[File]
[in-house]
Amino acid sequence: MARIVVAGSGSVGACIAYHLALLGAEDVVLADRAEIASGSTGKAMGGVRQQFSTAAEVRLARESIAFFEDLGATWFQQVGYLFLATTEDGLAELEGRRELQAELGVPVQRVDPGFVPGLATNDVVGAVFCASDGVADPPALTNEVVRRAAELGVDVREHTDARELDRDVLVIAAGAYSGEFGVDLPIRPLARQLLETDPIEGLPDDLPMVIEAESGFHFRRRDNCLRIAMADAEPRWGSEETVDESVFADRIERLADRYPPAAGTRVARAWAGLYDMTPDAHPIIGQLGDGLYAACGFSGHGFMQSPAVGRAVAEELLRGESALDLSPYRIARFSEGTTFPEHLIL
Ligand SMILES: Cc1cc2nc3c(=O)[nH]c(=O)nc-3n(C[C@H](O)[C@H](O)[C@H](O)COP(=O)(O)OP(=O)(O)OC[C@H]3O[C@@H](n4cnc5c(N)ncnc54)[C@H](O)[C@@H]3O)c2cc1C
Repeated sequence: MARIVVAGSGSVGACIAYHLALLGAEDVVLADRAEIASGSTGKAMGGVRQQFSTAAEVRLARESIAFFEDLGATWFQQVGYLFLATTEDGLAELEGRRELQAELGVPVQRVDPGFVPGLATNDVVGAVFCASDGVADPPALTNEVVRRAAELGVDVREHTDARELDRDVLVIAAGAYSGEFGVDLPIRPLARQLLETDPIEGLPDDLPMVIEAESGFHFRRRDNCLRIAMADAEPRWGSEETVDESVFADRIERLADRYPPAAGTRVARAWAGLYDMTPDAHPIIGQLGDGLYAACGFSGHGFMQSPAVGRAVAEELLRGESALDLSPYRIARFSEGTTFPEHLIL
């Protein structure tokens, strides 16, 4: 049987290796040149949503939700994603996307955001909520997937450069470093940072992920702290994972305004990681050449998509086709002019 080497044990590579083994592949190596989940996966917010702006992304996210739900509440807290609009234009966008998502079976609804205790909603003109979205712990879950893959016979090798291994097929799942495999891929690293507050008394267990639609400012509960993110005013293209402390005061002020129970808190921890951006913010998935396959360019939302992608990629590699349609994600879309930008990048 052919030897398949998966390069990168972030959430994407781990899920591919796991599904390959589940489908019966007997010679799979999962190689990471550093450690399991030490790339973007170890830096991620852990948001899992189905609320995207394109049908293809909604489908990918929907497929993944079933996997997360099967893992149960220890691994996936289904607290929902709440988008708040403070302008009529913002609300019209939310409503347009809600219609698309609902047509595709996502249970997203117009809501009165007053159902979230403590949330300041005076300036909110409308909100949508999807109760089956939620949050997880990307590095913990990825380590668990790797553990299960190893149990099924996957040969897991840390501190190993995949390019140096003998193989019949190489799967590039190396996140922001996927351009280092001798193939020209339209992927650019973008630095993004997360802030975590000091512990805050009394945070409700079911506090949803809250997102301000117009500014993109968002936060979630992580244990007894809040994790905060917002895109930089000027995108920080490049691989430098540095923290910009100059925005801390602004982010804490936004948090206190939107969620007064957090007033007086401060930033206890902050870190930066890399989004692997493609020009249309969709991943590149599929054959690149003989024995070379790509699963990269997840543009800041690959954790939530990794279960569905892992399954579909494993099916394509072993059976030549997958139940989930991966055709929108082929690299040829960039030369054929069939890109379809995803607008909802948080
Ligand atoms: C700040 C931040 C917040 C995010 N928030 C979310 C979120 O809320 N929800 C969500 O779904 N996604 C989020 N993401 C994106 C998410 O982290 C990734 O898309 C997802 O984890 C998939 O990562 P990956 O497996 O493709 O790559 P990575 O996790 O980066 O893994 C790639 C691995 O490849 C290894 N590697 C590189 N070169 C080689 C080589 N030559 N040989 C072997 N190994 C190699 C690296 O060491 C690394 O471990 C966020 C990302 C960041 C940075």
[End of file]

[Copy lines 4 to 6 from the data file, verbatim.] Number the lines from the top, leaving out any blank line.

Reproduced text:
Repeated sequence: MARIVVAGSGSVGACIAYHLALLGAEDVVLADRAEIASGSTGKAMGGVRQQFSTAAEVRLARESIAFFEDLGATWFQQVGYLFLATTEDGLAELEGRRELQAELGVPVQRVDPGFVPGLATNDVVGAVFCASDGVADPPALTNEVVRRAAELGVDVREHTDARELDRDVLVIAAGAYSGEFGVDLPIRPLARQLLETDPIEGLPDDLPMVIEAESGFHFRRRDNCLRIAMADAEPRWGSEETVDESVFADRIERLADRYPPAAGTRVARAWAGLYDMTPDAHPIIGQLGDGLYAACGFSGHGFMQSPAVGRAVAEELLRGESALDLSPYRIARFSEGTTFPEHLIL
């Protein structure tokens, strides 16, 4: 049987290796040149949503939700994603996307955001909520997937450069470093940072992920702290994972305004990681050449998509086709002019 080497044990590579083994592949190596989940996966917010702006992304996210739900509440807290609009234009966008998502079976609804205790909603003109979205712990879950893959016979090798291994097929799942495999891929690293507050008394267990639609400012509960993110005013293209402390005061002020129970808190921890951006913010998935396959360019939302992608990629590699349609994600879309930008990048 052919030897398949998966390069990168972030959430994407781990899920591919796991599904390959589940489908019966007997010679799979999962190689990471550093450690399991030490790339973007170890830096991620852990948001899992189905609320995207394109049908293809909604489908990918929907497929993944079933996997997360099967893992149960220890691994996936289904607290929902709440988008708040403070302008009529913002609300019209939310409503347009809600219609698309609902047509595709996502249970997203117009809501009165007053159902979230403590949330300041005076300036909110409308909100949508999807109760089956939620949050997880990307590095913990990825380590668990790797553990299960190893149990099924996957040969897991840390501190190993995949390019140096003998193989019949190489799967590039190396996140922001996927351009280092001798193939020209339209992927650019973008630095993004997360802030975590000091512990805050009394945070409700079911506090949803809250997102301000117009500014993109968002936060979630992580244990007894809040994790905060917002895109930089000027995108920080490049691989430098540095923290910009100059925005801390602004982010804490936004948090206190939107969620007064957090007033007086401060930033206890902050870190930066890399989004692997493609020009249309969709991943590149599929054959690149003989024995070379790509699963990269997840543009800041690959954790939530990794279960569905892992399954579909494993099916394509072993059976030549997958139940989930991966055709929108082929690299040829960039030369054929069939890109379809995803607008909802948080
Ligand atoms: C700040 C931040 C917040 C995010 N928030 C979310 C979120 O809320 N929800 C969500 O779904 N996604 C989020 N993401 C994106 C998410 O982290 C990734 O898309 C997802 O984890 C998939 O990562 P990956 O497996 O493709 O790559 P990575 O996790 O980066 O893994 C790639 C691995 O490849 C290894 N590697 C590189 N070169 C080689 C080589 N030559 N040989 C072997 N190994 C190699 C690296 O060491 C690394 O471990 C966020 C990302 C960041 C940075």